Mitsubishi Oil continued to operate throughout the war, although at a somewhat slower rate, as the Japanese replaced lost U.S. crude oil supplies with resources from captured oil fields in the East Indies. Imports from these sources peaked in 1943. Two years later, U.S. submarines were torpedoing Japanese oil tankers in the Pacific with such regularity and thoroughness that oil supplies had virtually dried up. From 1942 to 1944, average output of the Mitsubishi refinery was less than half of the prewar peak. By early 1945, Japanese refineries were almost out of oil, and domestic use had virtually ceased. In the latter phases of the war, as U.S. forces came within bombing distance of the Japanese home islands, the Kawasaki refinery of Mitsubishi suffered heavy damage.

Japan formally surrended in August 1945, its fuel tanks dry, and the Allied occupation began. In the wake of victory, the Allied powers set out to restructure the entire Japanese economy, and the dissolution of the zaibatsu, including Mitsubishi, was an essential part of the plan. Mitsubishi was split into 139 entities. Activity between the companies was severely restricted, and refinement of petroleum products was forbidden altogether. Mitsubishi Oil was in dire straits.

Gradually, however, conditions improved, and in 1949 oil refining was again permitted on Japan's Pacific coast. In August 1950, the company resumed activity at its repaired Kawasaki plant, and took up for the first time the sales and marketing of its products, formerly handled by its zaibatsu partner, the Mitsubishi Trading Company. Mitsubishi Oil again formed an equal arrangement with its former U.S. partner, Associated Oil, gaining in return a secure supply of crude oil and the technological expertise needed to modernize its plant. Associated Oil had merged with Mitsubishi's other former U.S. partner, Tidewater Oil Company, to become the Tidewater Associated Oil Company. By 1953, J. Paul Getty had completed his lengthy takeover of Tidewater.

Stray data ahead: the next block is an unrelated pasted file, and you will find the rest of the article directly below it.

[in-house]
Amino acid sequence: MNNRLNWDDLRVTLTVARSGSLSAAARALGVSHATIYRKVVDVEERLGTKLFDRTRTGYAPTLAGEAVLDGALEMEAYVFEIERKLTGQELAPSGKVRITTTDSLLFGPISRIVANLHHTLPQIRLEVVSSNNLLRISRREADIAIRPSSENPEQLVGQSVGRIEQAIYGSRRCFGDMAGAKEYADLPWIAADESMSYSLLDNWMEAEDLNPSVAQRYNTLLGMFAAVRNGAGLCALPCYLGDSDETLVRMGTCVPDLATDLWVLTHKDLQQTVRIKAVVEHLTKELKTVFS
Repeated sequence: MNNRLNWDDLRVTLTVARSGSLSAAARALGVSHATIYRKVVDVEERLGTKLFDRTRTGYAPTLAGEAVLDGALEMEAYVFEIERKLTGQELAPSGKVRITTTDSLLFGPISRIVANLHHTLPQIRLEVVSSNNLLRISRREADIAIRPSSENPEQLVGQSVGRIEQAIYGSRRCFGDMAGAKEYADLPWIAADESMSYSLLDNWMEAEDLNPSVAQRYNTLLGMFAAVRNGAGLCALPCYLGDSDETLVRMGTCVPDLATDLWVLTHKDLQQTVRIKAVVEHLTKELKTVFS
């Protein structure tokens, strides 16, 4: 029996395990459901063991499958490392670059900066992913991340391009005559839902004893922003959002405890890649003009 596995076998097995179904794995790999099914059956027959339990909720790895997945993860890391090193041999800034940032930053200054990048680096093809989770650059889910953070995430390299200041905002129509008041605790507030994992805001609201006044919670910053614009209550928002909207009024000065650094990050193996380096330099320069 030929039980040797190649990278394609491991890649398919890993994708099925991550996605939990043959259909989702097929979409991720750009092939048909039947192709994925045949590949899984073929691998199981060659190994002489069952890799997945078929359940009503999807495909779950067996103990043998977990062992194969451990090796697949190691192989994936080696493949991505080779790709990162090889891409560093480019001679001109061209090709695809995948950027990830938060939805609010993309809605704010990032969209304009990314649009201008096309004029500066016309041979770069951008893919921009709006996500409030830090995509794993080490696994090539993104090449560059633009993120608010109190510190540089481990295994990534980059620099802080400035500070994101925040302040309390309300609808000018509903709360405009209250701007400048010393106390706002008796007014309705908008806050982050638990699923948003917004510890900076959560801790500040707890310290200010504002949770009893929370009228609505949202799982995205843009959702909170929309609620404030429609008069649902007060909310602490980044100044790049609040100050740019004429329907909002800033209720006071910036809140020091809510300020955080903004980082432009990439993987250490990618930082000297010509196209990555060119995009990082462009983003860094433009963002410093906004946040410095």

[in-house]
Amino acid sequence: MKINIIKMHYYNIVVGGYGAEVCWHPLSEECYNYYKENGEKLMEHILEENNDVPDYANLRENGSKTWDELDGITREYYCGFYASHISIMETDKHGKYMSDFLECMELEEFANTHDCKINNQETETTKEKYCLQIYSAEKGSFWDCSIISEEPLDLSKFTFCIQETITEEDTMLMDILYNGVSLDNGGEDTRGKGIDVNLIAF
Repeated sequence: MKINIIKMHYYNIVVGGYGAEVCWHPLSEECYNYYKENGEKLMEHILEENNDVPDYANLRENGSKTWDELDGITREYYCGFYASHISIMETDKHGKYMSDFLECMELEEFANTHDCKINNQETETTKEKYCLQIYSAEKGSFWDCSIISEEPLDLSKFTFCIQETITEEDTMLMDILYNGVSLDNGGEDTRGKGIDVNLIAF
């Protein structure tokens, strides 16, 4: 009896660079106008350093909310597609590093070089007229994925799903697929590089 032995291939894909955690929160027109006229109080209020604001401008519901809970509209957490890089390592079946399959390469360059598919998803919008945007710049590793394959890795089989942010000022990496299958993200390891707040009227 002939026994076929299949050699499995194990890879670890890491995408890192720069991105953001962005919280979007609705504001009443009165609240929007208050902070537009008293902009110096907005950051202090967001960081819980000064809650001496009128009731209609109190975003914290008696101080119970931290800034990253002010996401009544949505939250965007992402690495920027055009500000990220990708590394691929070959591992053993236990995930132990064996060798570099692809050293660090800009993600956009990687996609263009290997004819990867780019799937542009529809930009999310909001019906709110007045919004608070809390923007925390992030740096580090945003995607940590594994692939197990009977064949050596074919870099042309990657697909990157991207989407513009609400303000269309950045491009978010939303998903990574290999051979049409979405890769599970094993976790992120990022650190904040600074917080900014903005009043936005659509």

Mitsubishi took up activity in the postwar period and restored refining operations to their prewar condition. In 1952 rationing of fuel was abolished, and by 1953 Mitsubishi and other domestic refiners were able to provide 65% of the oil consumed in Japan. Japan had begun its great postwar period of industrial growth. Much of this boom was fueled by coal, which Japan possessed in good quantities, but it soon became clear that petroleum was a cheaper fuel to rely on. Japan's coal industry declined quickly as oil took over. By the end of the first decade of Japan's reconstruction, it was clear that oil would play an essential role in the country's continued development.

In response to the growing importance of petroleum, Japan's government sought, as it had in the past, to regulate the oil industry for the country's benefit. Such regulation meant reducing the importance and market share of foreign oil suppliers in favor of an increased role for partially Japanese-owned companies such as Mitsubishi. In 1962 the government passed a law giving the Ministry of International Trade and Industry the right to control the oil industry. Resultant ministry actions fostered competition and vigorous price-cutting, making petroleum an even more attractive source of energy. By the late 1960s petroleum products supplied 70% of the energy needs of a burgeoning and modern Japan; with 99.5% coming from imported crude oil. By 1970, Japan had regained control over its refining industry, but remained dependent on foreign sources for its raw materials; for instance, Mitsubishi relied on Getty.